In this lesson, you will be introduced to selective lists of words. These words can help enrich your language, deepen your understanding of what you read, and broaden your sense of the world.

Learning New Words

The sections that follow may seem to be introducing an overwhelming number of words, but chances are that you already know some of them and just didn’t realize their origins. Other words may be new to you, and that’s OK. You can impress your friends and family with your acquired knowledge as you learn how to use these new words.

In this lesson, each “foreign” word will be introduced along with an audio that demonstrates how to pronounce it. That way you can hear how the word should sound. The audio pronunciations use Merriam-Webster’s phonetic pronunciation guide. Try saying each word two to three times using the audio guide to help you. Sound out each word or phrase. It’s OK if you can’t pronounce it right the first time; after all, the word is from a different language. You should also compare the pronunciation from the audio to the word’s printed pronunciation key to learn exactly how to say a word. Each word’s key breaks it into syllables and shows where to place emphasis.

For each word or phrase in this lesson, you will see

An image of a salad bar with price tags and labels on each item.

Source: “One small bit of Örtagården salad bar,” Betsy Divine, Flickr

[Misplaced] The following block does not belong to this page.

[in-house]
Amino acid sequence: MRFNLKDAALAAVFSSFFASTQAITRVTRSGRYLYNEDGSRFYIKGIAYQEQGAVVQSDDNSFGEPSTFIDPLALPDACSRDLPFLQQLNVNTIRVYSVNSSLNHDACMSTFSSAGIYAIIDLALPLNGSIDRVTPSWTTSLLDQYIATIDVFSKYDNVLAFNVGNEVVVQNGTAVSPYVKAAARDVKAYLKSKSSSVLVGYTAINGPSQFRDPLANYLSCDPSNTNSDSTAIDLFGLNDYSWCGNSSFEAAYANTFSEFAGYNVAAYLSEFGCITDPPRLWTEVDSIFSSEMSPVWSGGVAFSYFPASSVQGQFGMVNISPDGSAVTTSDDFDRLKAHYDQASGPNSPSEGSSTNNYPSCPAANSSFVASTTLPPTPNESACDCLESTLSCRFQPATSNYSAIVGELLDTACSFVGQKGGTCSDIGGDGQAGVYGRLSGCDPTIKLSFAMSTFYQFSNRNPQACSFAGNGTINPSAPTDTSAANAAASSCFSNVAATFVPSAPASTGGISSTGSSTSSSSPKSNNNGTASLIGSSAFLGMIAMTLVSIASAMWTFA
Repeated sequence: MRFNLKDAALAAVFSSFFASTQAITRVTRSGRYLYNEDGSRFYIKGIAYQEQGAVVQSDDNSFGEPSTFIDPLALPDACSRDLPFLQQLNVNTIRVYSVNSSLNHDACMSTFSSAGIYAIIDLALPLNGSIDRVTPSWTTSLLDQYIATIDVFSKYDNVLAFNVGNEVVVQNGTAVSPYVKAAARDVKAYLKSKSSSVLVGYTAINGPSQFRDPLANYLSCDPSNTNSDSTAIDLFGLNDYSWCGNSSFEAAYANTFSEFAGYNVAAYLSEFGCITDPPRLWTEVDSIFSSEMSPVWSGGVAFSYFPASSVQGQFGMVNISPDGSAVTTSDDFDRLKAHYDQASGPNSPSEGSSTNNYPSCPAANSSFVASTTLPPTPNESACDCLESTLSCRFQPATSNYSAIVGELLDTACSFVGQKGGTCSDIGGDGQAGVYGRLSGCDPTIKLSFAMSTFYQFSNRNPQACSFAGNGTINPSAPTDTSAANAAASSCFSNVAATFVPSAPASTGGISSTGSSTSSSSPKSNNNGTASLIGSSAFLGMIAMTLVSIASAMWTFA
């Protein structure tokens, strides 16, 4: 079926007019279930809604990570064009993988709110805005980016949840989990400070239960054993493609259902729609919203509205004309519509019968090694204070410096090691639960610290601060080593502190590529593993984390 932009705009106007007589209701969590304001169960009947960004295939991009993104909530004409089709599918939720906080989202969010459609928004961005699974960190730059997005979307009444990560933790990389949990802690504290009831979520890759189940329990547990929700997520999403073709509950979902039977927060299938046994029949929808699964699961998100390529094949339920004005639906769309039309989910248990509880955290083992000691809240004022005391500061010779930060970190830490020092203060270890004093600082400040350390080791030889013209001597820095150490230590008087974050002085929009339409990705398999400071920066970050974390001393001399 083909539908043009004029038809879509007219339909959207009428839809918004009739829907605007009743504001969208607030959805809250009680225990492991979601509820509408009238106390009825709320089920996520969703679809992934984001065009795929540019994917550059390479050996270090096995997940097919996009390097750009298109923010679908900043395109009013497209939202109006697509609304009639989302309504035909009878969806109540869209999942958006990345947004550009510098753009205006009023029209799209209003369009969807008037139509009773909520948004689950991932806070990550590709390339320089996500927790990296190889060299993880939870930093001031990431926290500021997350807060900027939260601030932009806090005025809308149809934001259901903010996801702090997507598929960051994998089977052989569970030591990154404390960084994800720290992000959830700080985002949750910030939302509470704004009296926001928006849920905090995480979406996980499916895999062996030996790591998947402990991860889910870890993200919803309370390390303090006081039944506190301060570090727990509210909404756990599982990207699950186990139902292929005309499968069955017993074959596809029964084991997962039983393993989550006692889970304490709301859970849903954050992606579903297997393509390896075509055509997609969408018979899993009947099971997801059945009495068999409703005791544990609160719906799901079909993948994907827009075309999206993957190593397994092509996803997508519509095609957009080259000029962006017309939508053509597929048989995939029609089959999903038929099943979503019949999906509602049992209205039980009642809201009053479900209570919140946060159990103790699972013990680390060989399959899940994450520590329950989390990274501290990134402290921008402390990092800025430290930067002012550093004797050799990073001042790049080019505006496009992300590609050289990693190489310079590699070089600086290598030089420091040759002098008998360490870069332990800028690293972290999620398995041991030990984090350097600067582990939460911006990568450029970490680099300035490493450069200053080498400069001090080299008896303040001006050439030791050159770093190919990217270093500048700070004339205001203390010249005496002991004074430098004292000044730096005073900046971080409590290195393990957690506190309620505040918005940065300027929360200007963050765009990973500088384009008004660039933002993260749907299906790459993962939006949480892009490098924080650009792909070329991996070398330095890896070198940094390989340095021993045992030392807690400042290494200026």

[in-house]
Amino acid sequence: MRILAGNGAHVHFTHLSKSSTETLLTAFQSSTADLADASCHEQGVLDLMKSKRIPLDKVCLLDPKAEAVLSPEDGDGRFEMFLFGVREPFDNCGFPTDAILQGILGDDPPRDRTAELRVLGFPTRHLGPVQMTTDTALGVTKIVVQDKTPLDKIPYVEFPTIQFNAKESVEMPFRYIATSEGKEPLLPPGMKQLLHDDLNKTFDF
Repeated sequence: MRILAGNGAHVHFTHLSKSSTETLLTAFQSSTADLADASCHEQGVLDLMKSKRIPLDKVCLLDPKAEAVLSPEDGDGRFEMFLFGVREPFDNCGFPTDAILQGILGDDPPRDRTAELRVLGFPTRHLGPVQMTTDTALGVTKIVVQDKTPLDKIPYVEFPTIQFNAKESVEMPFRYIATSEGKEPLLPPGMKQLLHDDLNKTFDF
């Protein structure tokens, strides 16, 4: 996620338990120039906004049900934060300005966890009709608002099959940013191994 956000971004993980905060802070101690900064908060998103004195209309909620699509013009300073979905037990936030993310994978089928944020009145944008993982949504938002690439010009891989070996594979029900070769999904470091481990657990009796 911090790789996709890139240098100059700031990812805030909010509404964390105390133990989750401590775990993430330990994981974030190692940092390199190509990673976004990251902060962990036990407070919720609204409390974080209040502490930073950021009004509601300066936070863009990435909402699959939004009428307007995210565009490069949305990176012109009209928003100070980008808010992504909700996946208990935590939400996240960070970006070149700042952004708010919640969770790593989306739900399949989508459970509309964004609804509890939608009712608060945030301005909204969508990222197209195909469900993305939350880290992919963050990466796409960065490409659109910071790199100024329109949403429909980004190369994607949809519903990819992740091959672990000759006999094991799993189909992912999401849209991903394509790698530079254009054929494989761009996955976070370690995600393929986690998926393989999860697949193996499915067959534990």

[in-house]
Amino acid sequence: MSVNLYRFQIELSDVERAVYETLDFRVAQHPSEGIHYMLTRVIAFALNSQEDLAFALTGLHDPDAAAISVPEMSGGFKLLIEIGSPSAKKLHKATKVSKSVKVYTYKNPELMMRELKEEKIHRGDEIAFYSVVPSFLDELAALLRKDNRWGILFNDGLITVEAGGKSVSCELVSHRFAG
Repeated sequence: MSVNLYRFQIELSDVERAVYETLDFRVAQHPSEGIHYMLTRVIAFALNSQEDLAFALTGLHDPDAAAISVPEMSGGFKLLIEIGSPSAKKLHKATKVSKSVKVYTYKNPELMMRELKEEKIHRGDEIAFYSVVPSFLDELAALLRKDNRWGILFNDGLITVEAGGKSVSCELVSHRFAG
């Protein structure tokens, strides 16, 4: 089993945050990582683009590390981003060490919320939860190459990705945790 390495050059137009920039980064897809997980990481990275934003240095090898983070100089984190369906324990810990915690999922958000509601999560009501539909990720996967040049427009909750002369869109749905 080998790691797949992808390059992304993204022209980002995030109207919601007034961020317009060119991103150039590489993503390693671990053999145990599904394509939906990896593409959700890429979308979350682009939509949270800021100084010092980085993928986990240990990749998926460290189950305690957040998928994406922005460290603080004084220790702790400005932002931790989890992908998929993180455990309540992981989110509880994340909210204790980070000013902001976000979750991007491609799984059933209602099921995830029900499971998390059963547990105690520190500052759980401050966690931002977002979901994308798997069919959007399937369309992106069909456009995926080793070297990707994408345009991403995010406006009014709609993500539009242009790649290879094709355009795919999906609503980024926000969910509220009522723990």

á la carte

Language: French (“according to the card”)

Merriam-Webster Dictionary pronunciation:
\,ä-lə-'kärt, ,a-lə-\

How it’s used: This term describes food ordered one item at a time; the “biggie breakfast special” might, for example, come with two eggs, bacon, hash browns, and orange juice for $6, but if you weren’t very hungry (or didn’t have that much money), you might be able to order just the eggs á la carte for $3.

History: This term was first used in English in 1826 to describe ordering from a menu; “la carte” or “the card” referred to the menu. (The word “menu” wasn’t adopted from French for another 10 years.) Until the mid-1700s, European restaurants didn’t have menus. What they served that evening was what you got! Many food words in English are borrowed from French.

Example: I’m not that hungry, so I’ll get a taco á la carte.

The words and phrases you will learn in this lesson are grouped by their origins: